Remember when you were little and played the game of “tag” with your friends. Welp, that game just got a whooole lot more awesome! Let me present to you tag’s big brother, Humans versus Zombies. The mechanics are simple; humans blast zombies with Nerf ammo, marshmallows, socks, or anything else soft in an effort to survive until the end of the game. Zombies try to settle a rather large stomachache by filling their guts with the most delicious thing they know of, humans. Full description after the jump.
The Basics HvZ consists of two teams; Humans and, well… zombies. Humans wear armbands, while zombies don headbands. These are used to show other players what team they are on, and may be moved to indicate certain things affecting that player, such as a stunned versus non-stunned zombie. There are two objectives to the game. The humans simply try to survive, which is MUCH harder than it sounds, while the zombies try to infect all the humans. This is done by either giving a “zombie hug” or a two-hand-touch. The game starts off with several hundred humans (although some games start with thousands) and a single (or a few) zombies. These are known as the original zombies, or OZs. They, like all other zombies, must “feed” on a human within 48 hours of their original reanimation (being turned into a zombie), otherwise they will starve and are out of the game. When the original zombies feed for the first time, their victims become zombies as well. This means that there are more hungry, decomposing mouths to feed, From the time of infection, both the older and newly animated zombie have 48 hours until they starve. 2 zombies become 4. 4 zombies become 8, 8 becomes 16… Sooner or later the zombies outnumber the humans, their numbers are still growing, and they are still so very hungry.
So how do you fight such a wave of undead as this? Ohh, I’m glad you asked. HvZ wouldn’t be HvZ without one thing, Nerf blasters.
Sweet, sweet Nerf blasters. Vulcans, Recons, Nitrons, Mavericks, you name it! If it fires foam it’s game! Humans are allowed to carry as many Nerf weapons as they like. This means that every player has a unique playstyle. There are snipers, reconnaissance, assault squads, a whole slew of unique setups is available. The only requirements are that modded blasters be approved by game moderators (for safety) and that any paint jobs given be brightly colored (no realism) so as not to scare people. Melee weapons sometimes require special permits that can be earned throughout the game, and socks or marshmallows are always allowed as a secondary form of ammunition. Although if you go the marshmallow route you may find yourself snacking through your ammo. 🙂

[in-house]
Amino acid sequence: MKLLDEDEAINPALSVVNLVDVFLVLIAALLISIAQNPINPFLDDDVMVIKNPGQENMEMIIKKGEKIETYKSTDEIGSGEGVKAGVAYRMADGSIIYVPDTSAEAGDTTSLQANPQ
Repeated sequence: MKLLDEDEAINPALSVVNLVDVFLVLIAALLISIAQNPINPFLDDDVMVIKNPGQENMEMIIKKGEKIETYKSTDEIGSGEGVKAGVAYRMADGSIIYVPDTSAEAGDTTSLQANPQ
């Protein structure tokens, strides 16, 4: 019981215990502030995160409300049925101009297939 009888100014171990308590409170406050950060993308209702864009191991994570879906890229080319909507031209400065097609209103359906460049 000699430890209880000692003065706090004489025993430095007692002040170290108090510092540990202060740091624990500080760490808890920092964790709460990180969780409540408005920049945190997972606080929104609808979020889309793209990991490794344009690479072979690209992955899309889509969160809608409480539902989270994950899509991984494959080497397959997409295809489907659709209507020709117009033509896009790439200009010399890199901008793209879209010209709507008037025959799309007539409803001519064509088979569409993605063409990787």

When a zombie approaches a human, the human fires his Nerf darts at the zombie. Skilled humans can hit zombies from dozens of feet away, while skilled zombies can duck and weave their way around the flying darts and are nearly impossible to hit. If a zombie IS hit with a nerf dart, sock, marshmallow or anything of the like, they are “stunned”. While stunned, they may not interact in the game at all until their respawn time is over. This is just like a video game respawn. These times are usually between 10 – 15 minutes, during which time a zombie lowers their headband around their neck to indicate that they are stunned. In some games, the timer can be reset by hitting a zombie while still stunned. Humans using this tactic can essentially keep a close-by zombie stunned indefinitely. This rule reinforces the idea of stunned zombies leaving humans alone. If the zombie is successful and tags the human, the human places his armband around his neck for the “infection time”. During his infection, the human may not interact with any other players. After the infection (usually about 10 minutes) he moves the band to his head and is now a zombie.
The different choices in load-outs (the weapons you choose to use) and skill levels give the game a certain element that makes it the addictive, strategy-driven wonder that it is.